EB: Did the church involve itself at all?
FN: Not that I know of. There was no involvement that I know of by the church. They were probably sympathetic to the strikers because so many of them were Catholics. I don't know how any of the other churches responded. Most of the striking miners were Southern Europeans, you know, Greeks, Italians, Polish people. The Spanish speaking people were involved to some extent but not too much because they worked in the mines before that and I never heard of any trouble or anything. But I think the thing started with the unions trying to organize and wanting to better miner's conditions.
EB: During the strike, did they all get involved and work together?
FN: At first, I think. (interruption)
FN: We had a boarder who was very active In union affairs. His name was Jack Burke and he and my brother Mose were very close. As a matter of fact, I felt as if Jack was a member of the family, he had been with us for so long. He was a supporter of the union and did everything he could to better the conditions and to “stir 'em up.” I guess, against the companies, too, because I remember that he brought several of the people connected with the strike to eat at our house. That used to be the dining room at one time, and Mother Jones, maybe you've heard about Mother Jones, she was already in her '80's then. I remember her eating here. And John Lawson, who was another, and Germer. I remember all those names. I remember those people clearly because they would talk about the strike and I would sit and listen. He was quite a person. So I can say that I was acquainted with most of the leaders. Some of them, I don't remember their names, but I do remember Mother Jones, and John Lawson and Germer. I have forgotten what his first name was, we just called him Germer.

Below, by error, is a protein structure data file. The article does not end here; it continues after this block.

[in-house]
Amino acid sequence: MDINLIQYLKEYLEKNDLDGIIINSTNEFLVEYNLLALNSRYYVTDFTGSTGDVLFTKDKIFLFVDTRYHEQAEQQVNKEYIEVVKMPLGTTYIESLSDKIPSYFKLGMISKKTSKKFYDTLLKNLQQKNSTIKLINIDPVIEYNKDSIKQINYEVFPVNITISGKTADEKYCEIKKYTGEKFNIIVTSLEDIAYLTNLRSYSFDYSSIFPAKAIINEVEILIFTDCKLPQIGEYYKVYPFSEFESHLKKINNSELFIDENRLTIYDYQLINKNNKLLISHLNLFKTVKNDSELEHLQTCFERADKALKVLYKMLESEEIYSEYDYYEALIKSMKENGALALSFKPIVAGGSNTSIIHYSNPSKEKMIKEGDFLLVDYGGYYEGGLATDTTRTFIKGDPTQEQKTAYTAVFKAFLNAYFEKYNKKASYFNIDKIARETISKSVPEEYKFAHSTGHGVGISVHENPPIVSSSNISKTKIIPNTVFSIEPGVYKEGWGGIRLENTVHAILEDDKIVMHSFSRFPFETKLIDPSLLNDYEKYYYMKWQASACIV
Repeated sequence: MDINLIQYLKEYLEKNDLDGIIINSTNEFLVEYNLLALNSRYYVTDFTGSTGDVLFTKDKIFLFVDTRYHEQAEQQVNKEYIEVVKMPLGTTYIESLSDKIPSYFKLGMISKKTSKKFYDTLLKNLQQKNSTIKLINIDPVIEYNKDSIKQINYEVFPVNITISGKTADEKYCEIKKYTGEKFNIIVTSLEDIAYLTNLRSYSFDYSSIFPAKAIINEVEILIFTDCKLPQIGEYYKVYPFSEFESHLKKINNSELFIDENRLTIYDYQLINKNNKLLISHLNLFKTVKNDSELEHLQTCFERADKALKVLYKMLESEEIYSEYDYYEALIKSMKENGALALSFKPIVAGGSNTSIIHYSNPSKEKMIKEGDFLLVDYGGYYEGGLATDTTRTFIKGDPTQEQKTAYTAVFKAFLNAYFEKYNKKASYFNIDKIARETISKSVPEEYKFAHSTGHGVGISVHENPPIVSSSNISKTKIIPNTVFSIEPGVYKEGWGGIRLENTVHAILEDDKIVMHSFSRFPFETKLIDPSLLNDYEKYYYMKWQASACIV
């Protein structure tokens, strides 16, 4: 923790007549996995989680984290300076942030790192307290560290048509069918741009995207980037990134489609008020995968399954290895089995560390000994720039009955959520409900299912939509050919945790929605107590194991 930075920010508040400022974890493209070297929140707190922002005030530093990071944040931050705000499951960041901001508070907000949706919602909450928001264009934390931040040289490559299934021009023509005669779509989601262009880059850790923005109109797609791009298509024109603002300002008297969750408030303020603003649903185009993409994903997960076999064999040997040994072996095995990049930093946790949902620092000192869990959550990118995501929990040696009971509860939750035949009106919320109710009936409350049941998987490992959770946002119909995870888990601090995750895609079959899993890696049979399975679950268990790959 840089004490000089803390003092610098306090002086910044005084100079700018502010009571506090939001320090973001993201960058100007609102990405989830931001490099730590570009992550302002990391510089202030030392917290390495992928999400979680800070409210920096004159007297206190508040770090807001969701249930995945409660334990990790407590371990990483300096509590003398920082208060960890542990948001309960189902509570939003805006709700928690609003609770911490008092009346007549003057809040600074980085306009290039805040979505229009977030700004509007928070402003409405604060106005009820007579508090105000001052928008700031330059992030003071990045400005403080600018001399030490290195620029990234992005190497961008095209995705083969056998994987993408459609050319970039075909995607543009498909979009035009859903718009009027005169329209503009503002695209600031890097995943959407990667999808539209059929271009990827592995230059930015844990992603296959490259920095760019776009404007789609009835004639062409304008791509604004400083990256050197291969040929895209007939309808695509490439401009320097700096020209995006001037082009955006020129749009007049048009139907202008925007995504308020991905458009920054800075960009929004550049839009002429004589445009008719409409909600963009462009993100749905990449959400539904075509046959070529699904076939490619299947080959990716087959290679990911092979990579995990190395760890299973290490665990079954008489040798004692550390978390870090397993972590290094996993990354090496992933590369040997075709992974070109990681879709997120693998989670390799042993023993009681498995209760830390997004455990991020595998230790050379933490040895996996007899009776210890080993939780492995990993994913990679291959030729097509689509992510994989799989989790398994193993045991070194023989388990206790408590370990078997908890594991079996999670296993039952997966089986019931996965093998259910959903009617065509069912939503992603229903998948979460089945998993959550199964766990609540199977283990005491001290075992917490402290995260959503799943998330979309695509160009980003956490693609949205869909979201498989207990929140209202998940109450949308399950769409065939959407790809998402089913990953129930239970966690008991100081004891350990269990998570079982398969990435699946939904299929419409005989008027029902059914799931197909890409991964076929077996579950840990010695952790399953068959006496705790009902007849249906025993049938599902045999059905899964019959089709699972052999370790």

Maybe you have some questions and things will come back to me.
EB: What was your impression of the people?
FN: Militant people, as we talk today about people who work for the poor and the oppressed. They were working for the miners and trying to better their conditions. And Mother Jones was, well, a dynamic little person. And I remember how much I favored the union, all because of Mother Jones, not because I understood too much about working conditions. And dad Nelson was a quiet a soft spoken person. He never did talk much about conditions. And since he worked for the coal mine ever since he started coal mining he never said very much about it. Maybe he was equally divided in his sentiments and feelings, because part of the family were strikers and part of them were company people, who were called, “scabs.” I had an uncle, Uncle Valdez, who was a mine guard, so it was a rather strange situation. You didn't know which side to be on, because you had relatives on both sides.
I remember that at Christmas time all the strikers' children were lined up on both sides of the Street and there came this big truck headed by striking miners giving toys to the children. What I got was a little wooden elephant. And Jack used to tell me, Jack Burke, he says, “Franny, they should have given you a donkey because you're supposed to be a Democrat” and I had received an elephant. Course most of the strikers were on the Democratic side, because we had a very strong sheriff, Jefferson B. Farr, who was a Republican and on the side of the companies. The strikers always blamed him for part of the trouble because he sided in with the companies. And then when the militia came in, the National Guard came in, I think It was, and they had their tents pitched over on Sixth Street, in the vacant space there between the homes and the railroad track. I remember how excited the children were to see the men in uniform. When the problems got real bad, then they sent the federal troops in and that quieted things up for awhile, I think they disarmed both the miners and the company guards.
Anna was telling me, I didn't remember too well, Anna is my sister, that my uncle and I think a first cousin had a contract to open up a ditch along the Hogback for the Fruth Autrey Ranch outfit, and they were working with their teams, clearing out the ditch when bullets started flying. They claimed the bullets came from the Hogback that's the hill right behind the ditch there, so it must have come from the strikers first. She said what they did was they let the horses loose and they crawled on their hands and knees till they got out of the danger spot, but then the guards were shooting back. I think that was when Mike Lenzini was killed, when they were firing from the Hogback. I am not sure of that, but I think that is when it happened. Anyway, my Uncle Tim Valdez was a guard and when he saw the shooting he told the company guards to stop, that his relatives were working in that ditch. They could have gotten killed if they hadn't gotten out fast.